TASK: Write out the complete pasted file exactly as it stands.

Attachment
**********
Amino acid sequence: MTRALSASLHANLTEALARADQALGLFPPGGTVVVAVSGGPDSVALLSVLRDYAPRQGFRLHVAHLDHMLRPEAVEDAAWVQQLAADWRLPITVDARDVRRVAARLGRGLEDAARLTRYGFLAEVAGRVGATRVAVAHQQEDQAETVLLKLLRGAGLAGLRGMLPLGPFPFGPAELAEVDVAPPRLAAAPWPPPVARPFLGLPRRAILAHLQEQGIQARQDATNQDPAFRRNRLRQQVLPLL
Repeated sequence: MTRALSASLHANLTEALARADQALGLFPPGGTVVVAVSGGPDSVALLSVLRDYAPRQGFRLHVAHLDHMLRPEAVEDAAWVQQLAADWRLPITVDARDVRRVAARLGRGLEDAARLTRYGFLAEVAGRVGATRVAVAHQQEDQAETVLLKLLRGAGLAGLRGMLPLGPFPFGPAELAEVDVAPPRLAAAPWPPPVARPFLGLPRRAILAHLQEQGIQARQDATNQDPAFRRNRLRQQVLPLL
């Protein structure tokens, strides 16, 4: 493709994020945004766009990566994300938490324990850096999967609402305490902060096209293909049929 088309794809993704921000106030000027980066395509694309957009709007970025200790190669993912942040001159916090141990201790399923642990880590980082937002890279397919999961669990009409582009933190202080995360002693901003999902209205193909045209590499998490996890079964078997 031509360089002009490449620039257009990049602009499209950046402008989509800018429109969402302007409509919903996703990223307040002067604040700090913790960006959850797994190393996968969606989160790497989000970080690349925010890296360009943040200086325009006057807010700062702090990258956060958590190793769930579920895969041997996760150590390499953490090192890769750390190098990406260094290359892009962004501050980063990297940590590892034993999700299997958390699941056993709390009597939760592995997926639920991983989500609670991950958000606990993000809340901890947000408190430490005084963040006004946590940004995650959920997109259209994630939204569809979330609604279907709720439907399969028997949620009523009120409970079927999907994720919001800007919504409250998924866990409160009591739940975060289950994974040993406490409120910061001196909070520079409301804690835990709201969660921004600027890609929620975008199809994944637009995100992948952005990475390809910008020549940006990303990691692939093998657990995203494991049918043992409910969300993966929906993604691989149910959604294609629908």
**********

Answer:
Amino acid sequence: MTRALSASLHANLTEALARADQALGLFPPGGTVVVAVSGGPDSVALLSVLRDYAPRQGFRLHVAHLDHMLRPEAVEDAAWVQQLAADWRLPITVDARDVRRVAARLGRGLEDAARLTRYGFLAEVAGRVGATRVAVAHQQEDQAETVLLKLLRGAGLAGLRGMLPLGPFPFGPAELAEVDVAPPRLAAAPWPPPVARPFLGLPRRAILAHLQEQGIQARQDATNQDPAFRRNRLRQQVLPLL
Repeated sequence: MTRALSASLHANLTEALARADQALGLFPPGGTVVVAVSGGPDSVALLSVLRDYAPRQGFRLHVAHLDHMLRPEAVEDAAWVQQLAADWRLPITVDARDVRRVAARLGRGLEDAARLTRYGFLAEVAGRVGATRVAVAHQQEDQAETVLLKLLRGAGLAGLRGMLPLGPFPFGPAELAEVDVAPPRLAAAPWPPPVARPFLGLPRRAILAHLQEQGIQARQDATNQDPAFRRNRLRQQVLPLL
């Protein structure tokens, strides 16, 4: 493709994020945004766009990566994300938490324990850096999967609402305490902060096209293909049929 088309794809993704921000106030000027980066395509694309957009709007970025200790190669993912942040001159916090141990201790399923642990880590980082937002890279397919999961669990009409582009933190202080995360002693901003999902209205193909045209590499998490996890079964078997 031509360089002009490449620039257009990049602009499209950046402008989509800018429109969402302007409509919903996703990223307040002067604040700090913790960006959850797994190393996968969606989160790497989000970080690349925010890296360009943040200086325009006057807010700062702090990258956060958590190793769930579920895969041997996760150590390499953490090192890769750390190098990406260094290359892009962004501050980063990297940590590892034993999700299997958390699941056993709390009597939760592995997926639920991983989500609670991950958000606990993000809340901890947000408190430490005084963040006004946590940004995650959920997109259209994630939204569809979330609604279907709720439907399969028997949620009523009120409970079927999907994720919001800007919504409250998924866990409160009591739940975060289950994974040993406490409120910061001196909070520079409301804690835990709201969660921004600027890609929620975008199809994944637009995100992948952005990475390809910008020549940006990303990691692939093998657990995203494991049918043992409910969300993966929906993604691989149910959604294609629908």